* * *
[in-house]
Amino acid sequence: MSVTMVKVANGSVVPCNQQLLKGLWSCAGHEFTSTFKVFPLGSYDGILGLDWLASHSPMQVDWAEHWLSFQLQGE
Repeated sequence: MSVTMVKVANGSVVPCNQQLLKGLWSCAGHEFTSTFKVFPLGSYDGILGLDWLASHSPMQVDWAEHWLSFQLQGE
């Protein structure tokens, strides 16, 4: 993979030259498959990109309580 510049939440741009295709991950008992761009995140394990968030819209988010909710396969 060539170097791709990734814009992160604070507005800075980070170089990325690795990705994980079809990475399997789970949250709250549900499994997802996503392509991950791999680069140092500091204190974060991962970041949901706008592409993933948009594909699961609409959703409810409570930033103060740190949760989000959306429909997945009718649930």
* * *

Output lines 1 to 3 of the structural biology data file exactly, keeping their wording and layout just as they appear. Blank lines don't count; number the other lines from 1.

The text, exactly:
[in-house]
Amino acid sequence: MSVTMVKVANGSVVPCNQQLLKGLWSCAGHEFTSTFKVFPLGSYDGILGLDWLASHSPMQVDWAEHWLSFQLQGE
Repeated sequence: MSVTMVKVANGSVVPCNQQLLKGLWSCAGHEFTSTFKVFPLGSYDGILGLDWLASHSPMQVDWAEHWLSFQLQGE